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Why Bennett and Biden are comrades in arms against COVID-19 – analysis

CM 25/08/2021 3

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The first meeting of Prime Minister Naftali Bennett and US President Joe Biden is meant to center on mapping out a strategy for dealing with Iran, but it is likely that the two leaders will spend an equal amount of time dealing with another battle: the war against COVID-19.
“I talk to, I’d say, three or four leaders around the world about stuff every week,” Bennett said in an interview with The New York Times that was published Wednesday. “The moment COVID comes up, a 20-minute call turns into an hour-and-a-half call, because COVID is the biggest issue on every leader’s plate.”
This is certainly the case for the leaders of both Israel and the US, both of whom won their campaigns in part by convincing the public they could manage the pandemic.

During his campaign, Biden laid out a comprehensive plan with five basic elements that he said on his website he would carry out as president to address the crisis: 1) test-and-trace, 2) sufficient personal protective equipment (PPE) for all, 3) science-based treatments and vaccines, 4) steps to reopen safely and effectively, and 5) protecting those at high-risk, including older Americans.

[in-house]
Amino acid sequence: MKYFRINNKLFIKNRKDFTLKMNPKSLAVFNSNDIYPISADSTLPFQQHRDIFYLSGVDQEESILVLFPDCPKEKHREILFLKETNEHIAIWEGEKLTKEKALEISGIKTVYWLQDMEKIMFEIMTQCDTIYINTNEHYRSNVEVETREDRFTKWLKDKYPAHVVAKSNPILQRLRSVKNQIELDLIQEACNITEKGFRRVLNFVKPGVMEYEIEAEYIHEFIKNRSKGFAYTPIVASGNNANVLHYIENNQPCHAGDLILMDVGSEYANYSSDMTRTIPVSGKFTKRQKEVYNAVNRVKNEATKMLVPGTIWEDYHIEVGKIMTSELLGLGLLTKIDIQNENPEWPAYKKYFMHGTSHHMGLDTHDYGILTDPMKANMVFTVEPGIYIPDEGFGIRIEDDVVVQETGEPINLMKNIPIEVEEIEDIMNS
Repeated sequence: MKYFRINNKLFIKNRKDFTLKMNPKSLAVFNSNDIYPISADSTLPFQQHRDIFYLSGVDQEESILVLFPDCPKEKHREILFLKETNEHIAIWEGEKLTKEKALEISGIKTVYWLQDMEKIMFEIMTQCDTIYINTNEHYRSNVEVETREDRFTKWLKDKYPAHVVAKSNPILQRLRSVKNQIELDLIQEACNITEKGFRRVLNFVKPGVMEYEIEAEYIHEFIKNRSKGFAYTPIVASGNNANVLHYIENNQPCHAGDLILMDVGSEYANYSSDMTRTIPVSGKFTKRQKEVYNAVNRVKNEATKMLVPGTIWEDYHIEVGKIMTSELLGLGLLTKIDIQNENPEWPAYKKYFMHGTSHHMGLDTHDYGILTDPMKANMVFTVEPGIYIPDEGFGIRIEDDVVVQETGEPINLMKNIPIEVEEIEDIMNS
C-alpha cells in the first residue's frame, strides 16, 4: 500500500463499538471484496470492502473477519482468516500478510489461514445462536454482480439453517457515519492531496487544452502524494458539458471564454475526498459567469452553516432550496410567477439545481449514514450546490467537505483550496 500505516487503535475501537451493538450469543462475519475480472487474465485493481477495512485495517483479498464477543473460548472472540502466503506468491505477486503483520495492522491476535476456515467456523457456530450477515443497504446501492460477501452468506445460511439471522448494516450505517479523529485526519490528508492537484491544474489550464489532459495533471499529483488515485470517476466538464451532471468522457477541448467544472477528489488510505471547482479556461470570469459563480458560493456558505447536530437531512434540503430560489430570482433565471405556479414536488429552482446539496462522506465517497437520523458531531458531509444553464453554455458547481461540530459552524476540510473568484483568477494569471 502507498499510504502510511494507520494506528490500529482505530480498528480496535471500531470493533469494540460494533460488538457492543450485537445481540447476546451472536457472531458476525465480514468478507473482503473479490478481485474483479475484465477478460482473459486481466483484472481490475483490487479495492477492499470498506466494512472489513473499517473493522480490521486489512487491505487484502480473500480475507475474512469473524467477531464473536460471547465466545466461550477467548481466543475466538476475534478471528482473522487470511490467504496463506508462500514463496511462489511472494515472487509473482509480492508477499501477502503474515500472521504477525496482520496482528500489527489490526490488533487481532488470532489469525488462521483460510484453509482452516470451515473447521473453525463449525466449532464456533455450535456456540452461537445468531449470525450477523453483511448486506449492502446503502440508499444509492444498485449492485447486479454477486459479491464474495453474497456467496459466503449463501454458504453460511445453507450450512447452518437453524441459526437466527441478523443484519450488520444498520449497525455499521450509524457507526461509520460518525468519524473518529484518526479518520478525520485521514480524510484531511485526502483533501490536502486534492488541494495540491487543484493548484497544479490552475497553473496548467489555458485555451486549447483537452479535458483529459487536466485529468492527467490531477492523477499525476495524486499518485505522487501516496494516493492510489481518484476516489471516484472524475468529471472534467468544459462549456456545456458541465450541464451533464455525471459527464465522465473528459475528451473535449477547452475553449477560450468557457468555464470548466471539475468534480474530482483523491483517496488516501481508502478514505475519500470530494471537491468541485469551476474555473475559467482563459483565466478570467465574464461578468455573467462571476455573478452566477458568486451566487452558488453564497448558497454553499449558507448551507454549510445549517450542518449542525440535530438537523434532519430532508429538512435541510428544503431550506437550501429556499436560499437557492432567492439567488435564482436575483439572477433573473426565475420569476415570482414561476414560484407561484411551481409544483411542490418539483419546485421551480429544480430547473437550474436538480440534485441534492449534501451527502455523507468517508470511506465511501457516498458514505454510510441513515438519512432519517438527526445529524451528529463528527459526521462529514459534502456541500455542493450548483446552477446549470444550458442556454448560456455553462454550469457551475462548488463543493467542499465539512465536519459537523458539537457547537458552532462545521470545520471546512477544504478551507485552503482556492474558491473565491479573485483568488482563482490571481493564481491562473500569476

The president accused former president Donald Trump of “catastrophic failures of governance” that led to tens of thousands of “needless deaths” of American citizens. And he said that America, under Trump, was “headed in the wrong direction.”
Bennett wrote a book titled How to Beat COVID-19: The Way to Overcome the Crisis and Lead Israel to Economic Prosperity, yet on Tuesday and Wednesday, Israel registered close to 10,000 new cases – nearly the highest daily number since the start of the crisis.
 Israel's Prime Minister Naftali Bennett is seen getting his third COVID-19 vaccine, on August 20, 2021. (credit: KOBI GIDEON/GPO) Israel’s Prime Minister Naftali Bennett is seen getting his third COVID-19 vaccine, on August 20, 2021. (credit: KOBI GIDEON/GPO)